25 Feb Customer (and Brand) Loyalty is Dead
And it’s not good. In fact – it feels like it gets worse with every passing day.
Think about it…when was the last time you received excellent customer service – you know, the kind that makes you want to keep spending your hard earned money on a business’s products or services and singing their praises to everyone you know?
When was the last time you felt like a company really appreciated your business?
When was the last time you felt a business truly delivered above and beyond expectations?
No – really – I’d love to know. Feel free to comment, email, or tweet me. Because these days all you seem to hear about is bad service.
Excellent customer service leads to increased customer and brand loyalty – and far too many brands are missing the mark.
We live in in a day and age where sharing of experiences – good and bad – happens real time via social media. It’s perplexing how many businesses ignore customer engagement, service, and loyalty.
Newsflash: Customers talk. Oh. And they post their frustration about brands to social media so all of their followers can see, too. Brands are aware of this yet don’t seem to care. They seem to think they can feed off new customers to grow their business. Not the most smart and cost effective approach.
The resources are there to engage with your customers in building loyalty and trusted relationships – but it takes a focus on both people and technology. And it takes a culture that supports a mission of delivering excellent customer service.
Brands are thinking with their wallets. And customers are picking up on it. They know when they’re being given lip service. Some will push back, some will just choose to do business elsewhere. Either way your brand is damaged – you lost.
However – there are things things you can start doing today to turn haters into brand evangelists:
Make sure you’re listening!
Communication with the customer is imperative to great customer service and increased brand loyalty. Don’t assume. Communicate with your customers. Take the time to listen to their needs. Customers are like snowflakes – no 2 are exactly the same. The process may be different to satisfy one customer as opposed to another even if the job itself is the same. As I’m fond of saying “Ask. Listen. Deliver.”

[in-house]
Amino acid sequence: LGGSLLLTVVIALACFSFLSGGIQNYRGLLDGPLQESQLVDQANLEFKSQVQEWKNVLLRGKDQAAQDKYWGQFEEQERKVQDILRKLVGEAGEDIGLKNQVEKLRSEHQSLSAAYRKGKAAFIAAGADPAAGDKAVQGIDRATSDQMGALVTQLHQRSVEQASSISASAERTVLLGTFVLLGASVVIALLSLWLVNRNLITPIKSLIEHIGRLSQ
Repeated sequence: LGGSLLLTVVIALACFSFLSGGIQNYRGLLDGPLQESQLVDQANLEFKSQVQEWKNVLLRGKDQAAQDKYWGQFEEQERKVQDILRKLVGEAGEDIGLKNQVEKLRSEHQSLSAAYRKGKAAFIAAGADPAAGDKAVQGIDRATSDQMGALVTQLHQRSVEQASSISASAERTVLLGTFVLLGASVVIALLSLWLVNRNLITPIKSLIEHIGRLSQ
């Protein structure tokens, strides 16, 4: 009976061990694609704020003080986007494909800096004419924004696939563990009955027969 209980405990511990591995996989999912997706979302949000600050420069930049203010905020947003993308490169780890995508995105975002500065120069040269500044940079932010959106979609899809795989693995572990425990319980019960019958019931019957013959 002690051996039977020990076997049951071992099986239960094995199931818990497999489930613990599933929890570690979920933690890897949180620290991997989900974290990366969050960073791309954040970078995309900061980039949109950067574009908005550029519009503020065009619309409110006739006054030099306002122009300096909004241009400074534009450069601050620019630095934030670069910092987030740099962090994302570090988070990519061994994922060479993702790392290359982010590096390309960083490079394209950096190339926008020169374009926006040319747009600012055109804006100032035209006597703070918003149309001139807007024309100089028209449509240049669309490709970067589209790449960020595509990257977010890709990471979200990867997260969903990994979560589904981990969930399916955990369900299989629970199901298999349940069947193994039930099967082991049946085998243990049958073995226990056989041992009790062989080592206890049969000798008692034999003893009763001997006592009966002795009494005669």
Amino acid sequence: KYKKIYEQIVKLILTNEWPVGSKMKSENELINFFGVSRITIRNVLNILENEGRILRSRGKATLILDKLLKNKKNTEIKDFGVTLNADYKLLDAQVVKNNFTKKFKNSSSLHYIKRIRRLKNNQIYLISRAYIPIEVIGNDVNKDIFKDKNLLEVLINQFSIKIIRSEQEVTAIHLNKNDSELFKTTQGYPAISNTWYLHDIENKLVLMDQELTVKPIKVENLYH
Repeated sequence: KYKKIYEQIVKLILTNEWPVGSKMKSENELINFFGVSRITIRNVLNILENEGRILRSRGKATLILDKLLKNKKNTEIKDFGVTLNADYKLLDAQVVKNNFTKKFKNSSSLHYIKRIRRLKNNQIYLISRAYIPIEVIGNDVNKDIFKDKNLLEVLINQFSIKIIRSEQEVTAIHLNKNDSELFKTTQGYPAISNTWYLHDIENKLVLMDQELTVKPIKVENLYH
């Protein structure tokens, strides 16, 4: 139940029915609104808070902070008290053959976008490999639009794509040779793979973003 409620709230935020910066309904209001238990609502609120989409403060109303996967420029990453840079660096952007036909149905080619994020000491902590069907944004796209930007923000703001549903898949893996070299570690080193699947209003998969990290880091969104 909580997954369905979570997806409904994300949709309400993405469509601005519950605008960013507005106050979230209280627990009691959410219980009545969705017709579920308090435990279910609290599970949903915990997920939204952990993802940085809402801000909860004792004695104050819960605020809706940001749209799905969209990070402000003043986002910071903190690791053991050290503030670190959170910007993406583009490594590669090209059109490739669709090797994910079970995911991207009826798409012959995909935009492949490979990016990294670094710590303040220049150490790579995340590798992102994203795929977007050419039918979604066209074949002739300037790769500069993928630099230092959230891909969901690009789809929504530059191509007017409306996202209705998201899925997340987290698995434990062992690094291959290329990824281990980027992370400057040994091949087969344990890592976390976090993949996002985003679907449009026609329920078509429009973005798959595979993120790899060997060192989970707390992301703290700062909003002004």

Know what you’re doing!
This starts with a clearly defined strategy understood by all – and then executing on that strategy. When it comes to execution – we don’t all have all the answers all the time. Don’t claim to either. Don’t promise things you can’t deliver. If you make a mistake, take accountability – own your mistakes and make good on resolving them. Don’t try and shift blame. Make sure someone is accountable to the customer. Make sure those people are trained on what processes to follow to resolve such customer service related issues.
Be responsive to issues!
Be responsive – when a customer has an immediate need don’t give them the run around, get back to them right away – if you are their POC and don’t know the answers then go back to # 1 and #2 above. Poor process and communication practices internally lead to very slow responsiveness to customer needs and concerns. If processes do exist for customer resolution – make them simple to understand and follow and educate customer facing employees on how to execute such processes to promptly respond to customer concerns.
The moral of the story is simple. You need to be willing to take steps toward continuous customer service excellence and loyalty. If you’re not paying attention to your customers and continually trying to maintain their loyalty, someone else will. And when they do, they’ll take your customers away from you, and the profits along with them. So stop pretending the problem doesn’t exist and do something about it before it’s too late.
About Scott Span, MSOD: is CEO & Lead Consultant of Tolero Solutions – an Organizational Improvement & Strategy firm. He helps clients in achieving success through people, creating organizations that are more responsive, productive and profitable. Organizations where people enjoy working and customers enjoy doing business.
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